Ode to New York City

by Robert Gibbons

Prelude: A View of the City

Approaching by train, heading under the skyline, she summed New York up, "The wounded city." Ironic, the shock to see Ground Zero out a hotel window, I mean the desk attendant said we'd have a view of the city, but this? (Vanished?) Cranes & Klieg lights, steam shovels shoveling the never-ending mass grave. Frank O'Hara could still hear the Third Avenue El after it was torn down, & maybe that's how I prefer to remember the architecture: a sound, the way Andrew Wilson compared the Towers to a tuning fork, & Oh, the pitch still reverberating through the universe such measure of the magnitude of our mourning.

The Sky Transformed

Need for gaiety when the first day of the weekend is spent,
unexpectedly, in a kind of silent
mourning at Ground Zero,
& the meager language
we muster remains
mostly internal,
So the next day get up early to take the Staten Island Ferry,
not to get anywhere, because it's free,
& Baudelaire praised contemplation
of a ship, especially one in motion,
as mysterious & infinite.
With Ellis Island in the near distance, where my father said they changed
our name from Fitzgibbons,
we are poor immigrants among all the passengers,
looking over our shoulders reminding us again
of the disaster down there,
where the Towers were,
as much from the hole in the sky
as the one in the ground.
It's difficult to pull oneself up out of mourning into gaiety in one fell swoop.
I could have used the dream where my Soul became visible
to my daughter only
so that I had to look through her eyes
on the bus where my Soul was a rectangular piece of glass
hovering in the air
in the aisle
& pressed within it was a rose, Eros.
So, of course, we head to Gotham Book Mart on 47th St.
where we know we'll find gems
like a cheap copy of Apollinaire's erotic writings,
& Baudelaire's Intimate Journals.
There's nothing like French wit to help bring one up: "She was as red as a beet,
her bosom was shaking, but she was at a loss for words."
"I am sick of France; chiefly because everyone is like Voltaire."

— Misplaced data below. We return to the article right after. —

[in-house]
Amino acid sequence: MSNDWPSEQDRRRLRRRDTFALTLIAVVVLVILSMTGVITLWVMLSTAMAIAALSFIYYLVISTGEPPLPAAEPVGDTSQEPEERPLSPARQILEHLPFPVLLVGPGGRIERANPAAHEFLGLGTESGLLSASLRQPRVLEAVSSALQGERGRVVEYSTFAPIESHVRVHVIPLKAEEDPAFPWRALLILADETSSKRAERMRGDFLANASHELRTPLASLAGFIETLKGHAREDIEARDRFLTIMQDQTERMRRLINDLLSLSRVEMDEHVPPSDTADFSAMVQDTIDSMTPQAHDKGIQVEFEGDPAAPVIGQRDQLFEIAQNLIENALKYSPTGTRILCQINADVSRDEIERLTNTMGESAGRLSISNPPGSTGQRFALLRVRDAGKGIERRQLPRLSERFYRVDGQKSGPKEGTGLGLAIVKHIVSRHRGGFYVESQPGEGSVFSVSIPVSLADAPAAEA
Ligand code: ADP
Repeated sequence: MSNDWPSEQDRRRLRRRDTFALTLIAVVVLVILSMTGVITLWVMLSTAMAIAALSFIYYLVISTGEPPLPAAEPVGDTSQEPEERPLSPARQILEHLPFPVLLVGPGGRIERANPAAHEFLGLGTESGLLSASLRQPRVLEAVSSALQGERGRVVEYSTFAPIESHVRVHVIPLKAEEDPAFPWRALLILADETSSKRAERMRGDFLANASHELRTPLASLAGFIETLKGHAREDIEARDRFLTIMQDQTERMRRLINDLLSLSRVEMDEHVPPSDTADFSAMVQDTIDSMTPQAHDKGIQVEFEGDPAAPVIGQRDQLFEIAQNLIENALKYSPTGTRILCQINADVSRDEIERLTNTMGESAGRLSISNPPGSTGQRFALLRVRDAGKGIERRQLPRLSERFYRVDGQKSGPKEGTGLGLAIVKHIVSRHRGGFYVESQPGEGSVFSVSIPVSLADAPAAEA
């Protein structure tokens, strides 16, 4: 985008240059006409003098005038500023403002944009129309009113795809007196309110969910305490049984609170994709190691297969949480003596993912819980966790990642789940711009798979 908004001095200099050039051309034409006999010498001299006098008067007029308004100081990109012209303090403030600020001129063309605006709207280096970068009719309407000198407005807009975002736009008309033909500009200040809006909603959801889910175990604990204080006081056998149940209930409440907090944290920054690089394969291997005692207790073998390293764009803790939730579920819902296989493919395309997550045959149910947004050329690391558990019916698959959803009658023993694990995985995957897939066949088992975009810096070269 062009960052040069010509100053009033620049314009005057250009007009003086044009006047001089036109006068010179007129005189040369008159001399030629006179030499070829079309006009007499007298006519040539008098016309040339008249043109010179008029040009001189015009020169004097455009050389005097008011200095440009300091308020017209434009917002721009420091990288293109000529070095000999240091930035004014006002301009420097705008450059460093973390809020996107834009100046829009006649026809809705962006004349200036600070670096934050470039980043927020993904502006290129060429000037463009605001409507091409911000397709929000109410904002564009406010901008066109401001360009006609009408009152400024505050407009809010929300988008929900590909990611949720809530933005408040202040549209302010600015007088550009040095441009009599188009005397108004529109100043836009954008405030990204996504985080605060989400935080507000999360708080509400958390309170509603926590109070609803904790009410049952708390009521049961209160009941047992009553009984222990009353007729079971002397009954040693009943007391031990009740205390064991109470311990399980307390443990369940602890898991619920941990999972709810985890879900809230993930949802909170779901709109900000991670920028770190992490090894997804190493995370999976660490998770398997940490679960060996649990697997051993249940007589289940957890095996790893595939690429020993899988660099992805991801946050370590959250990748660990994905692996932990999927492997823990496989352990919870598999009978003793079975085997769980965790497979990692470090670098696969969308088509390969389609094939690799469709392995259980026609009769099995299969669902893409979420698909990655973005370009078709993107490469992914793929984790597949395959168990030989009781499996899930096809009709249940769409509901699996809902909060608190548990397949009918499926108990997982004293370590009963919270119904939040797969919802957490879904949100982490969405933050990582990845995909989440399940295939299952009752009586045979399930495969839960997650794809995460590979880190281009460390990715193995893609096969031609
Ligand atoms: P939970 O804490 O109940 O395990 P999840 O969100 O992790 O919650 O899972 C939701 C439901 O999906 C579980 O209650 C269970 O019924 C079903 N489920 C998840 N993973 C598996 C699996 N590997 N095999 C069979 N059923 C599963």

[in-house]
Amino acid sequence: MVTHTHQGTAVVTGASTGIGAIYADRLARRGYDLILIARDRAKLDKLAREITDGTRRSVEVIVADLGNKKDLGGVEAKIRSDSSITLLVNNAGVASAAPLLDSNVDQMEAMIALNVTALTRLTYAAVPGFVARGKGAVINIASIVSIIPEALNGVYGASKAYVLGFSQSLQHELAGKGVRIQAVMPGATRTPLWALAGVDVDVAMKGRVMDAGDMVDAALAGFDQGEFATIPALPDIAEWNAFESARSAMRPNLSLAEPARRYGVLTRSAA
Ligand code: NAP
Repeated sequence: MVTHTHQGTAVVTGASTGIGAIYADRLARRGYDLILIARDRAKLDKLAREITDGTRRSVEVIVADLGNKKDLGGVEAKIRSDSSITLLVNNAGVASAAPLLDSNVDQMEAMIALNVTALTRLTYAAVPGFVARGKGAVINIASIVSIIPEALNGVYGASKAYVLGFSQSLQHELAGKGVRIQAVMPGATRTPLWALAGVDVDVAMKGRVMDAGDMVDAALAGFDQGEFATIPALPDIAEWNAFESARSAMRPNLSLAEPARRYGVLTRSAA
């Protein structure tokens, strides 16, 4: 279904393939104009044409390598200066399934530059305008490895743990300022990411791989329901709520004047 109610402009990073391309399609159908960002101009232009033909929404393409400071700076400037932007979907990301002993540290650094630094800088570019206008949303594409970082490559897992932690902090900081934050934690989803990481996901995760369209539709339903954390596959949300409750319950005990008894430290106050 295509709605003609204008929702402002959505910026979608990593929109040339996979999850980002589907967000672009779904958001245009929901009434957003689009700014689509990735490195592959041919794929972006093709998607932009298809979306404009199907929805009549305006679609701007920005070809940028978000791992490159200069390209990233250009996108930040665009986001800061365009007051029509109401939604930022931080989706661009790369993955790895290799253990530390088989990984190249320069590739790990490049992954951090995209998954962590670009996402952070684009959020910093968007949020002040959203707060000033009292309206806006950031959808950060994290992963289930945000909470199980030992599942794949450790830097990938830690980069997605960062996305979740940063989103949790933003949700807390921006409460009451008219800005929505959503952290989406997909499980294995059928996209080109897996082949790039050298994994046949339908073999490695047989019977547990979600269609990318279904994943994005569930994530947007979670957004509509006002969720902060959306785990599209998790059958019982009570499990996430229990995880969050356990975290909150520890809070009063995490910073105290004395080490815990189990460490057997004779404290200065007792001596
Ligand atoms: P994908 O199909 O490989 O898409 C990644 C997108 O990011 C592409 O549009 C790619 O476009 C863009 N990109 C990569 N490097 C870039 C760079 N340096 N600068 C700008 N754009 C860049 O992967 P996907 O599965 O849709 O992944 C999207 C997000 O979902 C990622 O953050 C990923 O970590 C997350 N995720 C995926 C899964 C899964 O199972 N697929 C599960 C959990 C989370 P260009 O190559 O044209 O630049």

Frank O'Hara joins us, too,
when his Selected Poems opens all by itself
to "Poem Read at Joan Mitchell's," when we're already on our way
to 83rd Street to meet Barney Rosset,
the legend, who published Lawrence & Miller & Olson.
But not before tramping through the desert of wealth in the Upper Sixties & Seventies making me thirsty, making me wish out loud for a Champagne bar
like the one that rescued me
from my hangover after the Rauschenberg show at the Whitney,
when all of a sudden this little gelatto place on 73rd & Madison turns
into none other, (words in fine print,)
than a Champagne bar. Ah! Via Quadronno!
We share a glass of Gavi de Gavi for $13.50, which does the trick, getting us out of the residential desert
into the art world between 83rd & 84th where Janos Gat greets us at his gallery
with a glass of red wine telling us Barney & Astrid
are in the other room ready to greet us with smiles & handshakes & photographs from the war in the 40's & a story
about Joan Mitchell when Barney lived with her
in the south of France & recognized it was time,
that her work had gotten to a point
where they could go home to New York
with Pollock & de Kooning, Motherwell & Kline,
but responded she couldn't, her oeuvre too large & vast to move.
Barney offered to carry it all all
by himself
on the lone condition she marry him.
A few years later, after their formal relationship ended,
O'Hara wrote his wonderful poem, ironically one he would have made as long
as friendship could last if he could have written a poem that long.
Choko came by with her cell phone, effusive ebullience, & exotic look.
The young publisher, Scott Korb, as thrilled
to meet the legend as I was as thrilled to meet the legend,
went out with us afterward for a bottle of Cahors,
the "Black Wine of France," where we shared
stories of coming to writing,
our trip to Cannes, his living in Ireland,
the link between intelligence & consciousness,
intuition & the unconscious, the reiteration of his mission
to publish what is earnest & honest over cynical & ironic
reminding me of my distaste for Voltaire.
We parted in front of Nicola's on 84th with a firm handshake,
a willingness to face the events of today
with a language of risk & metamorphosis,
& one unforgettable image recalled from that morning
of the row of pollarded sycamores on 43rd with branches reaching into the sky transformed into the grieving hands of Grünewald.

©2002 by Robert Gibbons

Robert Gibbons has work currently online in: The 2River View, The Drunken Boat, Evergreen Review, Frank , Gargoyle, Janus Head, Linnaean Street, Recursive Angel, and Stirring. A few copies of his limited edition chapbook, This Vanishing Architecture, are still available from Innerer Klang Press, Charlestown, MA.

Read an interview with Robert Gibbons in The Slow Trains Ten.

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